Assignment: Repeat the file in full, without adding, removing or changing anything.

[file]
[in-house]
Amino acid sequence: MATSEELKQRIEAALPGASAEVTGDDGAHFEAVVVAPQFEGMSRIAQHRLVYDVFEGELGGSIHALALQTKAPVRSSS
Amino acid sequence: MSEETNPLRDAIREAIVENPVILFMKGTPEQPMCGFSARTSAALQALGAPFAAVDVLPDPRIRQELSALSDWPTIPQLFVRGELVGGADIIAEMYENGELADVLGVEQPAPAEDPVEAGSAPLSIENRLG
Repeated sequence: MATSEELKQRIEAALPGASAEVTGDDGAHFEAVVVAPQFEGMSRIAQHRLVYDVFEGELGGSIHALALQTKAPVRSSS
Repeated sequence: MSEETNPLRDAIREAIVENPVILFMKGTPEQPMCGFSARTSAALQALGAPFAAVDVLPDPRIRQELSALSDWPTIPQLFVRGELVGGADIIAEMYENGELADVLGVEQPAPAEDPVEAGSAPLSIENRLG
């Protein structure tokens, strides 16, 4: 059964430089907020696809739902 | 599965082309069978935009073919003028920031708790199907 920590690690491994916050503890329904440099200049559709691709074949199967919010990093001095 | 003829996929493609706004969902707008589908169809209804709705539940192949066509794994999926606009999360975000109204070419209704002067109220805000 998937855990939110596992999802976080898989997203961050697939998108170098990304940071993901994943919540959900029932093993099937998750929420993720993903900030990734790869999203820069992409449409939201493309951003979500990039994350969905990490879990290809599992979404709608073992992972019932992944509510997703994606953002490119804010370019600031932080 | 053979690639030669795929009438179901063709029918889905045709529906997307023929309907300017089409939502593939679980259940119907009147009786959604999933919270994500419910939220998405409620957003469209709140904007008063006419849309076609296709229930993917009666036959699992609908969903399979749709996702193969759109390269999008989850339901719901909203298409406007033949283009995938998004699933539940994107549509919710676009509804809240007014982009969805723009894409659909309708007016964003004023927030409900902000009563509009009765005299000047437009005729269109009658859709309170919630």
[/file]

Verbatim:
[in-house]
Amino acid sequence: MATSEELKQRIEAALPGASAEVTGDDGAHFEAVVVAPQFEGMSRIAQHRLVYDVFEGELGGSIHALALQTKAPVRSSS
Amino acid sequence: MSEETNPLRDAIREAIVENPVILFMKGTPEQPMCGFSARTSAALQALGAPFAAVDVLPDPRIRQELSALSDWPTIPQLFVRGELVGGADIIAEMYENGELADVLGVEQPAPAEDPVEAGSAPLSIENRLG
Repeated sequence: MATSEELKQRIEAALPGASAEVTGDDGAHFEAVVVAPQFEGMSRIAQHRLVYDVFEGELGGSIHALALQTKAPVRSSS
Repeated sequence: MSEETNPLRDAIREAIVENPVILFMKGTPEQPMCGFSARTSAALQALGAPFAAVDVLPDPRIRQELSALSDWPTIPQLFVRGELVGGADIIAEMYENGELADVLGVEQPAPAEDPVEAGSAPLSIENRLG
């Protein structure tokens, strides 16, 4: 059964430089907020696809739902 | 599965082309069978935009073919003028920031708790199907 920590690690491994916050503890329904440099200049559709691709074949199967919010990093001095 | 003829996929493609706004969902707008589908169809209804709705539940192949066509794994999926606009999360975000109204070419209704002067109220805000 998937855990939110596992999802976080898989997203961050697939998108170098990304940071993901994943919540959900029932093993099937998750929420993720993903900030990734790869999203820069992409449409939201493309951003979500990039994350969905990490879990290809599992979404709608073992992972019932992944509510997703994606953002490119804010370019600031932080 | 053979690639030669795929009438179901063709029918889905045709529906997307023929309907300017089409939502593939679980259940119907009147009786959604999933919270994500419910939220998405409620957003469209709140904007008063006419849309076609296709229930993917009666036959699992609908969903399979749709996702193969759109390269999008989850339901719901909203298409406007033949283009995938998004699933539940994107549509919710676009509804809240007014982009969805723009894409659909309708007016964003004023927030409900902000009563509009009765005299000047437009005729269109009658859709309170919630």